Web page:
Public Square

The MacArthur Memorial

Duty * Honor * Country

This was a much anticipated stop, which I am so glad we were able to make; the memorial, located in Norfolk, Virginia, pays tribute to General Douglas MacArthur’s life and career.

One of the things which made this such an outstanding museum was the General and his family’s corporation and contributions to the exhibits.  There are many very personal items on display as well as historically relevant material, which aids in the understanding of his contributions to the 20th Century.

I have not previously shared this with you because, of the quality, of my pictures. However, the memorial offers a virtual tour, with much better resolution, and I am also including a few links worth checking out, especially the video which highlights the general’s cap, iconic pipe, and sunglasses.  I cannot believe I only took one shot of that display.

I was very excited to go to this museum, and I am afraid my enthusiasm to tour the exhibits negatively impacted my capturing the moment, to share with you.  Never-the-less, how cool is it to see Admiral Nimitz’s calling card, and those four stars!


His footlocker from World War I




The General’s staff car from “late 1950’s through 1963”.  It was returned to the US when he was sent home; he used the car in New York City, where he moved.




Japan’s unconditional surrender of the Philippians




Jean’s Bible








The General and his wife, Jean, are interred at the Memorial







“Today the guns are silent. . .”


I so love when I get to “touch” history


From Wikipedia:

“General of the Army Douglas MacArthur (26 January 1880 – 5 April 1964) was an American five-star general and Field Marshal of the Philippine Army. He was Chief of Staff of the United States Army during the 1930s and played a prominent role in the Pacific theater during World War II. He received the Medal of Honor for his service in the Philippines campaign, which made him and his father Arthur MacArthur Jr. the first father and son to be awarded the medal. He was one of only five to rise to the rank of General of the Army in the US Army, and the only one conferred the rank of field marshal in the Philippine Army.

Raised in a military family in the American Old West, MacArthur was valedictorian at the West Texas Military Academy where he finished high school, and First Captain at the United States Military Academy at West Point, where he graduated top of the class of 1903. During the 1914 United States occupation of Veracruz, he conducted a reconnaissance mission, for which he was nominated for the Medal of Honor. In 1917, he was promoted from major to colonel and became chief of staff of the 42nd (Rainbow) Division. In the fighting on the Western Front during World War I, he rose to the rank of brigadier general, was again nominated for a Medal of Honor, and was awarded the Distinguished Service Cross twice and the Silver Star seven times.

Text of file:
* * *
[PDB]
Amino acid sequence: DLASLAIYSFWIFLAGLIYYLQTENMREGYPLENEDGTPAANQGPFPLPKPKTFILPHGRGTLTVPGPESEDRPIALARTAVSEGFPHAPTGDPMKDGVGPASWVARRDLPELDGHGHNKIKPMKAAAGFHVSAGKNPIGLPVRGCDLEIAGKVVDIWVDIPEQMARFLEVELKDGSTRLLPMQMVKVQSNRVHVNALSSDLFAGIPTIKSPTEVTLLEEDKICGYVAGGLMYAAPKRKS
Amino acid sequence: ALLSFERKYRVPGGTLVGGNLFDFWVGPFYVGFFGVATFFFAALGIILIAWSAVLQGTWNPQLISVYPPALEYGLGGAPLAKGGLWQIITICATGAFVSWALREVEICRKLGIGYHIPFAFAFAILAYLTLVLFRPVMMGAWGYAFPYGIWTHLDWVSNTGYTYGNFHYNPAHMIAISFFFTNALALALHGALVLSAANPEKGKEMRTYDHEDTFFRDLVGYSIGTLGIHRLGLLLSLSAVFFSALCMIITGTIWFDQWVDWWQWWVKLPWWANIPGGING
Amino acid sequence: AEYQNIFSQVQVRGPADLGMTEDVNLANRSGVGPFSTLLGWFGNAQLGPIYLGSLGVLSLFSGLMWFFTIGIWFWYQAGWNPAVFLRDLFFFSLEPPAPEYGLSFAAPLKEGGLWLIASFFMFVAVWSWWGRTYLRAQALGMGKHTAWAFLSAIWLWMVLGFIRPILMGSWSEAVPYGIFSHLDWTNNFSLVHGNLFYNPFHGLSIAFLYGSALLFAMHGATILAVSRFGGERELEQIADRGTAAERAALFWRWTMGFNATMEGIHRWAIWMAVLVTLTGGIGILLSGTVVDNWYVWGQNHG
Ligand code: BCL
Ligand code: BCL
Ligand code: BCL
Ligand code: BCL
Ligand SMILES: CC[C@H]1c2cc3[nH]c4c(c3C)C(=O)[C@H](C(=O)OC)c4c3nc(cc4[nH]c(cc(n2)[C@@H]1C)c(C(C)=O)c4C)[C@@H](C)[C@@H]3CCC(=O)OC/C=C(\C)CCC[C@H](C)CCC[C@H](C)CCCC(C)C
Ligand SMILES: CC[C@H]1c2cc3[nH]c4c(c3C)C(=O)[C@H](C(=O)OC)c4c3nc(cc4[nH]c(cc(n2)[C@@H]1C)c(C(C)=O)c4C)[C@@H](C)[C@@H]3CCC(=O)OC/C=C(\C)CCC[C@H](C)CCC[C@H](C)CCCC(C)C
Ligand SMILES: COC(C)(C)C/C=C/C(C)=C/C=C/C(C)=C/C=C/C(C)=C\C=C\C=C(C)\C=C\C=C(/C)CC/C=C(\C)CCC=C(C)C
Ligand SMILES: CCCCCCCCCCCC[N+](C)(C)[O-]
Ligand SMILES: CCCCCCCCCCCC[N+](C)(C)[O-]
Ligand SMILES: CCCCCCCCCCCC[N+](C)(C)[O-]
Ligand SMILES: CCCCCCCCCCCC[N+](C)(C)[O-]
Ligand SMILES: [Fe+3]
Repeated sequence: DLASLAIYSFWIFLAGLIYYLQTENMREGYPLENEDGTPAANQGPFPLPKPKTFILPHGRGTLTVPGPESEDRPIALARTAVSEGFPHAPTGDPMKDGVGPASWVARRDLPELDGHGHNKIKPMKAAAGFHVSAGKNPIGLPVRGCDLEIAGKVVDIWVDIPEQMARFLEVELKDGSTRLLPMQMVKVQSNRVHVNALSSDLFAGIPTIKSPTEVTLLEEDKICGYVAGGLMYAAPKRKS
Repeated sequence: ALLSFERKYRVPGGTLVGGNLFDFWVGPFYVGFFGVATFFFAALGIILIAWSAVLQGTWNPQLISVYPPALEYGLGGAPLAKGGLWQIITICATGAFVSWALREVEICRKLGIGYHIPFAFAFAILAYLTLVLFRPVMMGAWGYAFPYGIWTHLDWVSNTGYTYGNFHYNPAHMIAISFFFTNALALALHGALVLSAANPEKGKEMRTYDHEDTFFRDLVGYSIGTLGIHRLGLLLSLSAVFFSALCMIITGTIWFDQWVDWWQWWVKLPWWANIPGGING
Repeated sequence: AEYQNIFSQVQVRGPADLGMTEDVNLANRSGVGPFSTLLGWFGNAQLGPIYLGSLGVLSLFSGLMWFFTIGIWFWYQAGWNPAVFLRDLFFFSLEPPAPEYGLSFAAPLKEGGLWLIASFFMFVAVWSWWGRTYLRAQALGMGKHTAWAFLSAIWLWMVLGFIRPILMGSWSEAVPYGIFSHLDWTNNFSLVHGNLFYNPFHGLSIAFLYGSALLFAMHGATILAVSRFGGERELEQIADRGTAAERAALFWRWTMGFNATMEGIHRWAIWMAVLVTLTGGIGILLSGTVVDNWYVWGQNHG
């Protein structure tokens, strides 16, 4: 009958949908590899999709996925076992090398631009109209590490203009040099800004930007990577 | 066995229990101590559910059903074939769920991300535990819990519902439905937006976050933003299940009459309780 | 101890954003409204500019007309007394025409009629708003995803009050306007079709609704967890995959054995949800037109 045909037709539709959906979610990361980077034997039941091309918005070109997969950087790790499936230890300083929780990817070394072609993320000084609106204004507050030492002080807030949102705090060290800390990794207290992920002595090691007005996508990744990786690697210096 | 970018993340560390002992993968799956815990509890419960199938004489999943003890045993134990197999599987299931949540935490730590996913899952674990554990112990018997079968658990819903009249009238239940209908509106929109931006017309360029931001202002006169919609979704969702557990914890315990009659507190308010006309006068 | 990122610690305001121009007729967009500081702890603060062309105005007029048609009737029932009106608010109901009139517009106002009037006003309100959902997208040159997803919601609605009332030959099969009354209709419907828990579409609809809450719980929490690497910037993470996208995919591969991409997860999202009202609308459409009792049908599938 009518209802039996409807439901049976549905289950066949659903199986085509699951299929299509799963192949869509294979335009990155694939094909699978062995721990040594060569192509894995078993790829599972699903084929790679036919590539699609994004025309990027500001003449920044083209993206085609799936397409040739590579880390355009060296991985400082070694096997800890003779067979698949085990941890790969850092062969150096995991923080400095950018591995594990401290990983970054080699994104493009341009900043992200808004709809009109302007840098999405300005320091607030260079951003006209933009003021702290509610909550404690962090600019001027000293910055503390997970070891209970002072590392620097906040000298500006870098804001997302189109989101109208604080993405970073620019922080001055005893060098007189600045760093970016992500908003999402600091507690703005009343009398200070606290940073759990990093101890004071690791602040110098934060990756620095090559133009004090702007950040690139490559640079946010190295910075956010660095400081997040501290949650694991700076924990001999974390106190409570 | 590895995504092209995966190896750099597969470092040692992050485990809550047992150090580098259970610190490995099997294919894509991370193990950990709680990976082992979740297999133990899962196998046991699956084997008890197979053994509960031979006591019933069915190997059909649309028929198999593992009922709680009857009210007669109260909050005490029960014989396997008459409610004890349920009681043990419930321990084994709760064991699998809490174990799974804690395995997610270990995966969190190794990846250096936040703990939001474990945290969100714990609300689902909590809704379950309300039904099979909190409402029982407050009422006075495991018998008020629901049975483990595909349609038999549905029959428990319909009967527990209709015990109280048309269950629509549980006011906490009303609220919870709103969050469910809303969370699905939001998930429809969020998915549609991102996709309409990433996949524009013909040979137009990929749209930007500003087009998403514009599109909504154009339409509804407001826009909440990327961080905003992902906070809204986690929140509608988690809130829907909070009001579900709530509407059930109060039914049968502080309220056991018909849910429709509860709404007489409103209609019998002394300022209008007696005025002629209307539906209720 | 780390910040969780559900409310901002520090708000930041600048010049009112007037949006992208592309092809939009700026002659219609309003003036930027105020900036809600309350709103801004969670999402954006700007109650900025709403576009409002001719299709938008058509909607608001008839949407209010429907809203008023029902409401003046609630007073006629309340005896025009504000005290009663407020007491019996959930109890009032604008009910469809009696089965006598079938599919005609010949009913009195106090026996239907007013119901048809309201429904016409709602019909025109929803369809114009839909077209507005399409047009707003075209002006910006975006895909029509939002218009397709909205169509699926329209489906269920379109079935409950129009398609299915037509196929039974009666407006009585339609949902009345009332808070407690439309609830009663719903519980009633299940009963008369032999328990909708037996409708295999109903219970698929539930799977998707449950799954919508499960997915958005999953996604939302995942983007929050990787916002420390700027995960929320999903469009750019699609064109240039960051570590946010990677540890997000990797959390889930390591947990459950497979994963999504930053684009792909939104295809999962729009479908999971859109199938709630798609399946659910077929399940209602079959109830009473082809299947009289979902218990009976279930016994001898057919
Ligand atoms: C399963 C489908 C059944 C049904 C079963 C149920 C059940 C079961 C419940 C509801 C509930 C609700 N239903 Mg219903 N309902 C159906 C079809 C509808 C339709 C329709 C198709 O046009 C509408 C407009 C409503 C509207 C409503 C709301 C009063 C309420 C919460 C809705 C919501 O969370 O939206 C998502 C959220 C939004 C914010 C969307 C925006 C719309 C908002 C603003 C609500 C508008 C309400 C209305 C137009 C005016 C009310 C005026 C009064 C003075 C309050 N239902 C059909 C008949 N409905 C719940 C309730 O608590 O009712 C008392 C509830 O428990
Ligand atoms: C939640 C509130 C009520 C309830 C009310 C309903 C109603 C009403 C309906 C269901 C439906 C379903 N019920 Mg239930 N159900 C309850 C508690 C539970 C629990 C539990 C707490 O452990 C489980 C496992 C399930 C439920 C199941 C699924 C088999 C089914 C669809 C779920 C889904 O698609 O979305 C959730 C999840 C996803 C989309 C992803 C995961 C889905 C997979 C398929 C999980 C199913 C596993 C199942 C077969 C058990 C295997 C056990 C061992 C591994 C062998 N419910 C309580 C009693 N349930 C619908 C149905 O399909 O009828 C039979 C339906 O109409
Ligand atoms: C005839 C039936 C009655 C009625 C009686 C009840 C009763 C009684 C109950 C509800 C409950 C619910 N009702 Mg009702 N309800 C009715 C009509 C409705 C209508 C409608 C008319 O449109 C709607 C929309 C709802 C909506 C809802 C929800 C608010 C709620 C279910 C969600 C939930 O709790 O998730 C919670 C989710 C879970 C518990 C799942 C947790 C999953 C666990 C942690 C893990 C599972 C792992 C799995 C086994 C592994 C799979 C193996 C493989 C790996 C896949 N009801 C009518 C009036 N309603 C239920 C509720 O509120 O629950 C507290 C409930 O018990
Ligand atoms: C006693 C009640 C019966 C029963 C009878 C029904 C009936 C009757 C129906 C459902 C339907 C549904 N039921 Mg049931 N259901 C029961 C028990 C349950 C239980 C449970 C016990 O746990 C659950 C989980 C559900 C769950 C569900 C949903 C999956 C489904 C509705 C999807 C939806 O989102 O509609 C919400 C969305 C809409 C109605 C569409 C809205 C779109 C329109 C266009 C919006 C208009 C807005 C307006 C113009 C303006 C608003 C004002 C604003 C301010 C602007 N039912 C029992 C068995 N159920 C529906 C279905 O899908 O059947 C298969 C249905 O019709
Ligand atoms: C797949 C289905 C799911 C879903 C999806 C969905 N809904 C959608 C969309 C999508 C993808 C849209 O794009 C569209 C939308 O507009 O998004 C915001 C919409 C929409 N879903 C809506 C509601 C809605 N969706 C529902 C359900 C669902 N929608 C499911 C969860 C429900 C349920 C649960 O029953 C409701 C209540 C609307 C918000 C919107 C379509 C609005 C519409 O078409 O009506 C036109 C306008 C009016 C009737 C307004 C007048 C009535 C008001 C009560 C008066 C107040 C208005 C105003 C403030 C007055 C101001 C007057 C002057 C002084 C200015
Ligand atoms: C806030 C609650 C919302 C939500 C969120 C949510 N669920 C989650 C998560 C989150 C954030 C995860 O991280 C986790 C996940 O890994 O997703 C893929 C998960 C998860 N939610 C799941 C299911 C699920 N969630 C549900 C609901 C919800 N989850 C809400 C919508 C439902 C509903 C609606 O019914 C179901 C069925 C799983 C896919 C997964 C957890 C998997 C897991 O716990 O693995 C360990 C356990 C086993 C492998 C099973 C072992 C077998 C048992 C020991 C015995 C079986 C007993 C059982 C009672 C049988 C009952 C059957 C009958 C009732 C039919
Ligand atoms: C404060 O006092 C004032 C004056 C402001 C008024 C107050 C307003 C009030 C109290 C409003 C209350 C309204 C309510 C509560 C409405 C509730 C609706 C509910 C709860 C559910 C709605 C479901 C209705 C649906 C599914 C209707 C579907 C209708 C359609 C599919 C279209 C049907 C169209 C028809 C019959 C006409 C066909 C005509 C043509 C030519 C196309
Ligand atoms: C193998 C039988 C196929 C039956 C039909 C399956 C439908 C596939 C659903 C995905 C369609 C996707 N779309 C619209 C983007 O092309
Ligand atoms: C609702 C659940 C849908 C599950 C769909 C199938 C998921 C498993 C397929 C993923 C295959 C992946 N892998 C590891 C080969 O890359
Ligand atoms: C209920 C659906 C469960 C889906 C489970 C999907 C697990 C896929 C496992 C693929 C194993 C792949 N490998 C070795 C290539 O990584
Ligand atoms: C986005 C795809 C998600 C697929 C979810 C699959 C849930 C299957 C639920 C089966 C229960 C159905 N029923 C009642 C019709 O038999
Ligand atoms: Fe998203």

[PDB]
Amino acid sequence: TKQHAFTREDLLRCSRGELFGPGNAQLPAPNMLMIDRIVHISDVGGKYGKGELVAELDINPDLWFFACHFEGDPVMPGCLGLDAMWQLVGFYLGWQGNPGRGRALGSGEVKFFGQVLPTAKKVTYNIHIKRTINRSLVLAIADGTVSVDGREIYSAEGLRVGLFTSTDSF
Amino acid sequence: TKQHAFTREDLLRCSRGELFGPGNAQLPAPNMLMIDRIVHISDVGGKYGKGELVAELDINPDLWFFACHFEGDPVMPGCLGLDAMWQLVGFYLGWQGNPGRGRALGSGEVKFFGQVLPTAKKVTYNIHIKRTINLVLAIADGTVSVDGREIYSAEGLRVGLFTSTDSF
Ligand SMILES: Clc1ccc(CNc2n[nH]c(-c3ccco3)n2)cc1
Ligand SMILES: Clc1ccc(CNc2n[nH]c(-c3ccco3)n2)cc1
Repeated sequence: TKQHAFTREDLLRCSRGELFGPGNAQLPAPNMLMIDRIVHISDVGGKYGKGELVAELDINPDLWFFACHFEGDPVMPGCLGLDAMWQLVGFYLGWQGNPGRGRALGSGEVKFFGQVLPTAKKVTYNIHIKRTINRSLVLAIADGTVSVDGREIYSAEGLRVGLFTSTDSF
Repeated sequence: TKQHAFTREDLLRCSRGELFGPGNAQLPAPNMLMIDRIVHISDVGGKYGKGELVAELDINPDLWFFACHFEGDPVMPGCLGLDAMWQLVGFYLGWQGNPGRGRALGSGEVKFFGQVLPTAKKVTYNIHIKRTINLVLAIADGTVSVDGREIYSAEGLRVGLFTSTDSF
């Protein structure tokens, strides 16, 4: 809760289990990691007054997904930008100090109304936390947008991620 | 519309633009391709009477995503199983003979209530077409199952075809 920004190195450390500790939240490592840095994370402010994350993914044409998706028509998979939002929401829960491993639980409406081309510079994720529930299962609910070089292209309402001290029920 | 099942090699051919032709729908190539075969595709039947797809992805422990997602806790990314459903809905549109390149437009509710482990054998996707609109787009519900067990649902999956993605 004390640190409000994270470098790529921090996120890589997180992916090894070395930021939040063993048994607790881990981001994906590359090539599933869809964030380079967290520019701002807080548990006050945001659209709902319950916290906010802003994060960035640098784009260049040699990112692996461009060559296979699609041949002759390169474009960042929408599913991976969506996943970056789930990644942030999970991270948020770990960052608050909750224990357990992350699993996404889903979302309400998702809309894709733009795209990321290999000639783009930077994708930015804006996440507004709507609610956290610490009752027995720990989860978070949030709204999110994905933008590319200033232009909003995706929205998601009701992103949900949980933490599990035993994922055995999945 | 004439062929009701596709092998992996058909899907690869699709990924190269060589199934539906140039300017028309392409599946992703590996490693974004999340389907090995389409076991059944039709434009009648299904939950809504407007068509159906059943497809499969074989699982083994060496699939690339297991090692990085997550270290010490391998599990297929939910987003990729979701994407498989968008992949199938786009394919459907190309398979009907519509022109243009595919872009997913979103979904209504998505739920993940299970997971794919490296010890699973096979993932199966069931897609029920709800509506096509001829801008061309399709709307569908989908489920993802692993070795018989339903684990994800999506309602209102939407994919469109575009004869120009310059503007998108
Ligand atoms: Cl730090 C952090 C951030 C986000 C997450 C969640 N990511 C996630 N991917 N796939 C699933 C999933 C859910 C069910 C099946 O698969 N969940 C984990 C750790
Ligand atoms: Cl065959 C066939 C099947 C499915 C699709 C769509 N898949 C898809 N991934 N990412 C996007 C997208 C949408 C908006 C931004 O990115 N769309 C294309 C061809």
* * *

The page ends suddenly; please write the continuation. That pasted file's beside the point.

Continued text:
From 1919 to 1922, MacArthur served as Superintendent of the U.S. Military Academy at West Point, where he attempted a series of reforms. His next assignment was in the Philippines, where in 1924 he was instrumental in quelling the Philippine Scout Mutiny. In 1925, he became the Army’s youngest major general. He served on the court-martial of Brigadier General Billy Mitchell and was president of the American Olympic Committee during the 1928 Summer Olympics in Amsterdam. In 1930, he became Chief of Staff of the United States Army. As such, he was involved in the expulsion of the Bonus Army protesters from Washington, D.C. in 1932, and the establishment and organization of the Civilian Conservation Corps. He retired from the US Army in 1937 to become Military Advisor to the Commonwealth Government of the Philippines.

MacArthur was recalled to active duty in 1941 as commander of United States Army Forces in the Far East. A series of disasters followed, starting with the destruction of his air forces on 8 December 1941 and the Japanese invasion of the Philippines. MacArthur’s forces were soon compelled to withdraw to Bataan, where they held out until May 1942. In March 1942, MacArthur, his family and his staff left nearby Corregidor Island in PT boats and escaped to Australia, where MacArthur became Supreme Commander, Southwest Pacific Area. Upon his arrival, MacArthur gave a speech in which he famously promised “I shall return” to the Philippines. After more than two years of fighting in the Pacific, he fulfilled that promise. For his defense of the Philippines, MacArthur was awarded the Medal of Honor. He officially accepted the surrender of Japan on 2 September 1945 aboard the USS Missouri, which was anchored in Tokyo Bay, and he oversaw the occupation of Japan from 1945 to 1951. As the effective ruler of Japan, he oversaw sweeping economic, political and social changes. He led the United Nations Command in the Korean War with initial success; however, the controversial invasion of North Korea provoked Chinese intervention, and a series of major defeats. MacArthur was contentiously removed from command by President Harry S. Truman on 11 April 1951. He later became chairman of the board of Remington Rand.”


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